Amnesty International’s Track Record in Haiti

The coup that ousted Haitian President Jean Bertrand Aristide on February 29, 2004 led very predictably to the worst human rights disaster in the Western Hemisphere over the following two years.[1] It is worth reviewing how the world’s most famous human rights group, Amnesty International, responded.

Aristide was twice elected President (in 1990 and in 2000). His first government was overthrown in a coup in 1991. The outcome of the 1991 coup was horrific and well documented. Thousands were murdered; tens of thousands were raped and tortured; hundreds of thousands were driven into hiding. The victims were overwhelmingly supporters of Aristide and his Lavalas movement. The 1991 and 2004 coups were both the work of the US government, Haiti’s elite and their armed servants. Canada and France collaborated extensively with the planning and execution of the second coup.[2]

By mid April of 2004, three organizations had sent delegations to Haiti to investigate the aftermath of the coup: the Quixote Center based in Maryland, the National Lawyers Guild (NLG) and the Ecumenical Program on Central America and the Caribbean (EPICA). All drew very similar conclusions.[3]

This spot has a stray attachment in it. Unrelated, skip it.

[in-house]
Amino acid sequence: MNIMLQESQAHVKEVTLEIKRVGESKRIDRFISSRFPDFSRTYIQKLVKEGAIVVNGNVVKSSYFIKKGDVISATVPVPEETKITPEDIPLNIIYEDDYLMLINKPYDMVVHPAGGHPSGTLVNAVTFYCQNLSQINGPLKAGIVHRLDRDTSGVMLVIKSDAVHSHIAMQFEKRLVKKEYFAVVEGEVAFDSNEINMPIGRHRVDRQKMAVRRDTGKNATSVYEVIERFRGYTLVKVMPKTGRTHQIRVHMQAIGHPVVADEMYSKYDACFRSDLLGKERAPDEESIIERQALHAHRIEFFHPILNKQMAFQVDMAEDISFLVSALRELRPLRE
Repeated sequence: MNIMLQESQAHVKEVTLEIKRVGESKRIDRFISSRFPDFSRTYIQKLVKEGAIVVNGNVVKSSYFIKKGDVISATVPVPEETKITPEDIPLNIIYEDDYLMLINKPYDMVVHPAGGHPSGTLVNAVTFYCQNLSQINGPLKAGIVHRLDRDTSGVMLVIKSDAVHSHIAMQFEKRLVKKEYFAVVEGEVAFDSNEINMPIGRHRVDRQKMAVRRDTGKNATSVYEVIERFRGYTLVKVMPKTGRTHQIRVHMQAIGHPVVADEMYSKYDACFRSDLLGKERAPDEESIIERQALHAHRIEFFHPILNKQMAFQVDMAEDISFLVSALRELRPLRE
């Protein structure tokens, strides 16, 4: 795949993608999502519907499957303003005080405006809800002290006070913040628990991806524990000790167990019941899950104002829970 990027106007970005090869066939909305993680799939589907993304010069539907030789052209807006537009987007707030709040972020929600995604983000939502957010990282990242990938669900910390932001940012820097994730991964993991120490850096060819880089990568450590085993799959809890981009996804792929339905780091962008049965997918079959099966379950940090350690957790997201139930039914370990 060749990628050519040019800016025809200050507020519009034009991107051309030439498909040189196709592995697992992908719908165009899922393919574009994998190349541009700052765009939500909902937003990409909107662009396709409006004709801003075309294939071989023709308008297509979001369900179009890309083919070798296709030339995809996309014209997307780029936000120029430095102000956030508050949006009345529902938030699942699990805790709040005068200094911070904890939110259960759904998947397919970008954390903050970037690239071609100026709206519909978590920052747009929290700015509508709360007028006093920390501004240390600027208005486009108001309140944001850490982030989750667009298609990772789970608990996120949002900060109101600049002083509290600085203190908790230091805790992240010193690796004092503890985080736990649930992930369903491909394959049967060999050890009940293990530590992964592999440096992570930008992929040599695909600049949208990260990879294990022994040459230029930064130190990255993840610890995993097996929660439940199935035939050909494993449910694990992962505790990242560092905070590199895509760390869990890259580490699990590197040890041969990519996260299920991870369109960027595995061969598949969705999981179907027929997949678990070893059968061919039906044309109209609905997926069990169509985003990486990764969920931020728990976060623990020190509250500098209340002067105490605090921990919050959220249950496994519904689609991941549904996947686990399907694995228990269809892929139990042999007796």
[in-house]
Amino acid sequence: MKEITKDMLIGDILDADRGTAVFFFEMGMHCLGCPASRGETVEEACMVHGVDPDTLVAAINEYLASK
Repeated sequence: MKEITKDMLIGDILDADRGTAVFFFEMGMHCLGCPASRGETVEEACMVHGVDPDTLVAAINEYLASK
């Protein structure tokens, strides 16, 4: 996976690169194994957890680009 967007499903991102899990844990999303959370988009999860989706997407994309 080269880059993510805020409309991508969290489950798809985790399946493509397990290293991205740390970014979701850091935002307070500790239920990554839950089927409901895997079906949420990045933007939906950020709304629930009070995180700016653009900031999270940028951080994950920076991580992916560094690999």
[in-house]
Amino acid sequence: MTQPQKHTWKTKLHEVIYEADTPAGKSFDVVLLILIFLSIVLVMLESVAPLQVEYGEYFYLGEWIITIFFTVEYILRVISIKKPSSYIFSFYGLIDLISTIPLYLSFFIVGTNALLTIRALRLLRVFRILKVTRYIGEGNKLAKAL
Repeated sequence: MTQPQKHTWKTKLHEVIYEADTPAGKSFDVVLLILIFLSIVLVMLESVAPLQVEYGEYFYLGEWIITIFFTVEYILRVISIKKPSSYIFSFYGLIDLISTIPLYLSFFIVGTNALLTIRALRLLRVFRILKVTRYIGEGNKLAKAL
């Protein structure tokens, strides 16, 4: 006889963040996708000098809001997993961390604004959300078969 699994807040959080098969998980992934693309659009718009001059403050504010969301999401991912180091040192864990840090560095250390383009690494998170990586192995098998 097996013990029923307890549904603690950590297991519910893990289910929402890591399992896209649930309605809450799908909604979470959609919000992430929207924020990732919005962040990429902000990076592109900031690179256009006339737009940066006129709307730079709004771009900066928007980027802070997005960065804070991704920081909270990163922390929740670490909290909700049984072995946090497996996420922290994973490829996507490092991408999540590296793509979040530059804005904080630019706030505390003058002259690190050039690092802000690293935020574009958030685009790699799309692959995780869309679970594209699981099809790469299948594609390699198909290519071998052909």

They uncovered a massive terror campaign waged by the de facto government in collaboration with the UN forces in Haiti (later to be known as MINUSTAH) against Lavalas partisans. They reported that some Haitian human rights groups in particular the National Coalition for Haitian Rights (NCHR) were unreliable due to their hostility towards Lavalas. The NLG and Quixote Center delegations observed “wanted” posters in NCHR offices which identified Aristide and other Lavalas officials as criminals. Both delegations reported that NCHR refused to carry out investigations in Lavalas strongholds such as Cite Soleil. Even at this early stage the NLG uncovered evidence in the state morgue of the huge death toll that was being exacted on Lavalas supporters. The state morgue reported that 1000 bodies had been disposed of a month after the coup – most obvious victims of violence. The morgue typically disposed of only 100 bodies a month.

The EPICA delegation suggested that people contact Amnesty to alert them of the unreliability of NCHR. It was a good suggestion because Pierre Esperance, NCHR’s director, had boasted in 2002 that

“I am a primary source of information for international human rights organizations such as Amnesty International and the Inter-American Commission on Human Rights. Most recently, I was invited to address the US State Department in a roundtable forum to discuss the human rights situation in Haiti.”[4]

His statement does not seem to have been much of an exaggeration. During the first four months after the coup Amnesty failed to call attention to the evidence that a massive assault on Lavalas was well underway. Amnesty’s statements suggested equivalence between armed Lavalas partisans and their opponents.

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